So do what you can rest in the experiment. go slow. If you need to, use the camera as a form of protection between you and your subject; This way, you feel less stressed, and you can spend some time observing the person’s face and understanding what they are really feeling.
If you are just starting out, you can easily follow this approach. First, simply look through the camera without Shutter release. Then once you feel comfortable looking, take a picture. Over time, you will gain confidence, and you will be able to see the target and take a picture in an instant.
4. Look for strange or humorous situations
Some of the best street photos of scenes show something unexpected or even funny. It’s one of the simplest ways to start capturing meaningful Street Photos – Plus, when you’re out shooting, they’ll give you some direction and keep you aware of your surroundings.
For example, you might look for people making unusual gestures or expressions:
Or you can pick up topics that make an interesting juxtaposition with background elements:
Note that your photos don’t need to be weird or funny out loud. Simply train yourself to notice the interesting or confusing behavior – and as soon as this happens, raise the camera to your eyes and take a picture. Some shots will work and some won’t. OK! With practice, you’ll hone your technique. In the meantime, enjoy the experience!
5. Find a cool wallpaper and wait
There is a simple style among serious street photographers:
You find an interesting location, such as a colorful wallpaper, an eye-catching screen, or even a banner. Then you wait for someone to walk in front of you. If you choose an area with a lot of foot traffic, the right person will By meandering, you will get your own street photo – a photo that combines an amazing background with an interesting subject.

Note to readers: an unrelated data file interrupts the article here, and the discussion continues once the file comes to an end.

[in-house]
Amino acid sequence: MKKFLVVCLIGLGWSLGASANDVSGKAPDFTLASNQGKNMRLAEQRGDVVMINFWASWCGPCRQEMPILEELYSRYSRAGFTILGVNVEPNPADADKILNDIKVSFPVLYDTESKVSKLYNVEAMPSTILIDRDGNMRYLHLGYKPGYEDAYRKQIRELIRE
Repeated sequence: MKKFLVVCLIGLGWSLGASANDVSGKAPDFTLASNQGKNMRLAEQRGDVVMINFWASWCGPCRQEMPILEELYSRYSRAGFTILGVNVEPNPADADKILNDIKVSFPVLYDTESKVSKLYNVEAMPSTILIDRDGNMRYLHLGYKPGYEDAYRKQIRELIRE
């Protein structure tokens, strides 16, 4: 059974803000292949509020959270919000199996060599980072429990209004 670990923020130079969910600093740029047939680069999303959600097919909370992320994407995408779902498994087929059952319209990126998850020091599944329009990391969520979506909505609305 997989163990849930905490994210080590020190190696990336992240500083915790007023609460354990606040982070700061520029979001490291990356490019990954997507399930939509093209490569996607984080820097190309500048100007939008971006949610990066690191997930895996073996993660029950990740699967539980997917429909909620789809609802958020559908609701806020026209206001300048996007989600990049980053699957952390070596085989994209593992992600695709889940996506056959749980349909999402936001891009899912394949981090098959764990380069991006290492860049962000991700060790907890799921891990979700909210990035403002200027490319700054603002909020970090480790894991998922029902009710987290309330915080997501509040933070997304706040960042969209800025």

Plus, when you stare constantly at one area for several long minutes, you become aware of it. You notice things you didn’t see at first, and you begin to understand what makes the site special. You might even decide to come back a second, third or tenth time – in different conditions, under different lighting, using different fixtures.
Of course, this technique requires patience, which is very good for the development of a street shooter (something that beginners often lack). If you find yourself struggling to stay in one place for more than a few seconds, remind yourself that it’s a good sight will He appears; You just have to be ready when you do!
6. Make use of color
Some street portrait painters prefer black and white photography – but personally, I’ve always loved color photography. Color allows you to express different feelings, and you can use it for that Transfer The viewer, just as you can move it around with light or interesting targets.
So while walking with the camera, look for colors. Notice the colored backgrounds, notice the color of people’s clothes, and notice the color of the shopping bags in their hands. And when you find pairs of colors that work well together, take a picture!
You can also approach the colorful street images in a more in-depth way. Colors convey different emotions (for example, yellow is warm and happy, green is calm, and red indicates confidence or anger). If you have a feeling, you can find the right background colors – then you can wait (using the technique from the previous tip!) for the perfect subject to pass.